What’s troublesome to me is this is pure ideology and it has nothing to do with academics…This is the Air Force Academy. It used to be an academic institution of excellence. It has become a political Bible college with the evangelicals holding so much influence with what’s going on there.
The criticisms come even though the MRFF didn’t know the men, hadn’t researched their background, and did not address the other people, topics, or ideologies of the forum. Apparently, the only issue with which the MRFF was concerned was the men’s Christianity.
Update: In response to concerns that the three men were Christians, another Gazette article notes that the Academy said the three would constrain their comments to, shockingly, the topic of the forum (terrorism).
As noted in a prior post, Michael Weinstein and his Military Religious Freedom Foundation intend to expand their recent lawsuit against the military, intending to impact religion in the military as a whole. The MRFF’s lawsuit against the Air Force Academy was thrown out in 2006. Like the Academy suit, the recent lawsuit is based on an individual event, but Weinstein intends to similarly use it to (in his words) Read more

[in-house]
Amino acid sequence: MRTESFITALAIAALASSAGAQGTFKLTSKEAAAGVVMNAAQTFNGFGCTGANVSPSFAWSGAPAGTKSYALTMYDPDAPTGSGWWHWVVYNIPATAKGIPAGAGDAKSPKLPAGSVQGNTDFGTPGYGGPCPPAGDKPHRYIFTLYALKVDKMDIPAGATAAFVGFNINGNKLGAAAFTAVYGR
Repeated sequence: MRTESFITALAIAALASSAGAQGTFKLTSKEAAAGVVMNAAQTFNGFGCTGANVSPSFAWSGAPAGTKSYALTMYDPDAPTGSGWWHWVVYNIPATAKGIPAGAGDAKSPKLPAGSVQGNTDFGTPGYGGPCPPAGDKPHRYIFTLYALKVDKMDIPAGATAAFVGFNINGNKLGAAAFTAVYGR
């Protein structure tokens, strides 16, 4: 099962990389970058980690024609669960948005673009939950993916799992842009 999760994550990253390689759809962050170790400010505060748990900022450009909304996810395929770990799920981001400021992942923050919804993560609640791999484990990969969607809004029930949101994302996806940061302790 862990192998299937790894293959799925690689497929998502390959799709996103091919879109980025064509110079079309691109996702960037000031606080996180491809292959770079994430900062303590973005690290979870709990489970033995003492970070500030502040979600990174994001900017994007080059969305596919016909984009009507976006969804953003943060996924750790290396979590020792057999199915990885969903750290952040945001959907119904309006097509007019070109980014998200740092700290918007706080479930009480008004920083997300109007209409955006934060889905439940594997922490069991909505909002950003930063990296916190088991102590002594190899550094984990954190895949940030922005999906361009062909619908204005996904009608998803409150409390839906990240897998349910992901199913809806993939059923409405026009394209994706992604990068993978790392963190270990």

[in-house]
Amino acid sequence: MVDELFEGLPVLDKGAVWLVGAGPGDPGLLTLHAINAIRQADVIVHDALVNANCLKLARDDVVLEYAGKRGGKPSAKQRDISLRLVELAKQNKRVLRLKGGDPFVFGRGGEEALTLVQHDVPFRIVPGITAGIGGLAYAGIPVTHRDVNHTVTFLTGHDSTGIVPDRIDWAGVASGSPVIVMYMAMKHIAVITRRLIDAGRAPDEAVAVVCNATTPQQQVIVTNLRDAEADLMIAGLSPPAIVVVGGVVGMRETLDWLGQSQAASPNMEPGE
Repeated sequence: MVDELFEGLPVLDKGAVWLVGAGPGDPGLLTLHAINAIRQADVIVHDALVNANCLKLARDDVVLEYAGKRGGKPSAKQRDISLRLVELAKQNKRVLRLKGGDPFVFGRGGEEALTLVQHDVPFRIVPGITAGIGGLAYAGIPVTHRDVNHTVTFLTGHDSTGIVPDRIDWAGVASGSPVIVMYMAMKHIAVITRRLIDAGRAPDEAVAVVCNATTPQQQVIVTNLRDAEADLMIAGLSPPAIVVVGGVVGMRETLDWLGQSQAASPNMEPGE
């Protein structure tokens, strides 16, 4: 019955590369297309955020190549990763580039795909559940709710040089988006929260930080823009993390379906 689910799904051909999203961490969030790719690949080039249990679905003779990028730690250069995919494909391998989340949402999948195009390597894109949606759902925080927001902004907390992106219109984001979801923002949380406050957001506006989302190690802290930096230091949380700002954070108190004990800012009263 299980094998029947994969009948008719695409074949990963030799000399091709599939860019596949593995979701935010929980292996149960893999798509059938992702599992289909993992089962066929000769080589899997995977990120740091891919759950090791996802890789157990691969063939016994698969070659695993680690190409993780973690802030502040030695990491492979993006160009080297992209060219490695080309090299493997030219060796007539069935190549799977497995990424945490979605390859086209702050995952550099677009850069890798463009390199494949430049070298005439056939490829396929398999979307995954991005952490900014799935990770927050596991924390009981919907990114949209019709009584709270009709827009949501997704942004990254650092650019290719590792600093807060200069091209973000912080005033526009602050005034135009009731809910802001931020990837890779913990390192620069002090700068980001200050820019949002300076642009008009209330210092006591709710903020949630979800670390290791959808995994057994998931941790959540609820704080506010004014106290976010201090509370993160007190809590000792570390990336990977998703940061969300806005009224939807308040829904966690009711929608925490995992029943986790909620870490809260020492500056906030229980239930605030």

Michael Weinstein’s Military Religious Freedom Foundation is again focused on Campus Crusade for Christ. CCC is the parent organization of Christian Embassy, which was the impetus for an Inspector General investigation earlier this year that found officers unlawfully supported the organization.
Weinstein’s latest accusations–which he contends will be integrated into his ongoing lawsuit against an Army Major and the Secretary of Defense–revolve around the concept of “government-paid missionaries,” a term sometimes used in reference to Campus Crusade military members. Read more